Bulldozer Operators

Bulldozer operators are at risk of asbestos exposure, especially during demolition work. Asbestos exposure can lead to a deadly type of cancer called mesothelioma, as well as other serious illnesses. Bulldozer operators who understand the dangers of asbestos can minimize exposure and protect themselves and their families.

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Bulldozer Operators and Asbestos Exposure

Most people wouldn’t consider heavy equipment workers like bulldozer operators to be at high risk for asbestos exposure. They’d think the same applies to excavator and crane operators as well. But that’s not the case.

Any worker who operates demolition equipment around asbestos-contaminated job sites and buildings could be exposed to dangerous levels of asbestos.

Most heavy equipment operators work outdoors and inside their machines. Some heavy machines have isolated cabs with filtered air condition systems. But most don’t. The operator has open windows or sides and is fully exposed to the air. That can be a disaster when dormant asbestos is disturbed during demolition.

There’s nothing dainty about demolition work. Building teardown is violent work where all types of materials are crushed and ground so they can be taken away.

When asbestos-based building products are ripped apart, clouds of microscopic particles fill the air and surround the bulldozer operator with a swirl of asbestos dust.

How Asbestos Exposure Takes Place

Over time, asbestos becomes friable, turning into powder when it’s old and dry. It’s easily ingested into an equipment operator’s lungs and digestive tract. Asbestos particles also settle on the operator’s clothes. They’re transported back home where family members suffer secondary exposure.

Bulldozer operators aren’t only exposed to asbestos during primary demolition work. Many old sites are still highly contaminated with asbestos even when the majority of the demolished material is gone.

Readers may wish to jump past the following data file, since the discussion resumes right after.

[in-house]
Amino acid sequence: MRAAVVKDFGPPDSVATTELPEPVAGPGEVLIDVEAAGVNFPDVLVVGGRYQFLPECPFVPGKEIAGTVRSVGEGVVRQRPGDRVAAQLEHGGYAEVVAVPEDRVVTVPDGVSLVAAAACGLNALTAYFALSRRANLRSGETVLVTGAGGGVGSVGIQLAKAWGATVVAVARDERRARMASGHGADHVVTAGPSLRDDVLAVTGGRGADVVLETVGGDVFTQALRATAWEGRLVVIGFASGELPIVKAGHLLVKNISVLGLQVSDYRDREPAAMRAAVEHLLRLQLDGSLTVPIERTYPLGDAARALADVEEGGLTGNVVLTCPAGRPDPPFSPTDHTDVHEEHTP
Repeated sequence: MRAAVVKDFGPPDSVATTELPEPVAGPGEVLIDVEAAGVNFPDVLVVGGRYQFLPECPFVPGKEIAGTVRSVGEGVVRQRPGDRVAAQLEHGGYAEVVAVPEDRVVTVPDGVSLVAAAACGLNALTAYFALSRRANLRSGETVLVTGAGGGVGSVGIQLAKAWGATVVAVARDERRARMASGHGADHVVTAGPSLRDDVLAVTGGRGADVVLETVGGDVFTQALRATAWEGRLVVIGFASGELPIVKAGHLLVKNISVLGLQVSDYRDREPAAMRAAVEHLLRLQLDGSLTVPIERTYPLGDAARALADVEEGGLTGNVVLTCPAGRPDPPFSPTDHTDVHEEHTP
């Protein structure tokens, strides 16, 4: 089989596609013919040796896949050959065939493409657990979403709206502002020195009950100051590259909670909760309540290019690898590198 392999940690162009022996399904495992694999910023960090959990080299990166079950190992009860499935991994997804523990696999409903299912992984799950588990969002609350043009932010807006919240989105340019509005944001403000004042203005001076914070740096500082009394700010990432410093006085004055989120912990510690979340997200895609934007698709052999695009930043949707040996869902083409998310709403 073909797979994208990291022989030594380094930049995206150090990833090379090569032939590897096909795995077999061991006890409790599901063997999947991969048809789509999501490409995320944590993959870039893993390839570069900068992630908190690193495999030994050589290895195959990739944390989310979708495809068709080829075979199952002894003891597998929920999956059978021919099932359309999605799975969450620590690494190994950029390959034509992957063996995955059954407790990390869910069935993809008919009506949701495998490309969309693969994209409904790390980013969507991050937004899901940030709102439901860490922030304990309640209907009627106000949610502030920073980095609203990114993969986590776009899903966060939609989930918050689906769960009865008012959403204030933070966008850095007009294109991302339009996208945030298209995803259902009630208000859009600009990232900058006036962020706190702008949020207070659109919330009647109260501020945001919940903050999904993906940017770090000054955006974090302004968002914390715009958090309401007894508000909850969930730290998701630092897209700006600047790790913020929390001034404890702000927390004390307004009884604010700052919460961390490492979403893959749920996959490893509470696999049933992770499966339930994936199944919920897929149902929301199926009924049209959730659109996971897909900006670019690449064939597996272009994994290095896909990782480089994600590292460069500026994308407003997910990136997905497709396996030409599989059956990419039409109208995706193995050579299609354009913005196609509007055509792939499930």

Those asbestos clouds raised during a knockdown find their way to the ground. A new machine operator who had nothing to do with primary demolition may show up to excavate for a new project. They’ll disturb the settled asbestos fines and create an equally hazardous condition without realizing it.

How Bulldozer Operators Were Exposed to Asbestos

Demolition work happens routinely. During a career operating heavy equipment, a machine technician faces many different jobs. Some are simple with quick and easy access. Others are complex and contain dangerous materials like asbestos.

These are examples of demolition jobs a bulldozer operator gets tasked with:

  • Industrial Teardowns: Almost all chemical factories and manufacturing plants used asbestos-based products. That was mostly in heat-resistant and fireproofing applications.
  • Commercial Building Demolitions: This could be anything from old fuel stations to department stores. Asbestos was regularly used in floors, walls, ceilings, and roofs.
  • Residential Wrecking: Old houses are regularly taken down, making way for new structures. Homes built before the 1980s contained many asbestos materials like roofing, masonry and cabinet liners.
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Asbestos Used in Bulldozer Manufacturing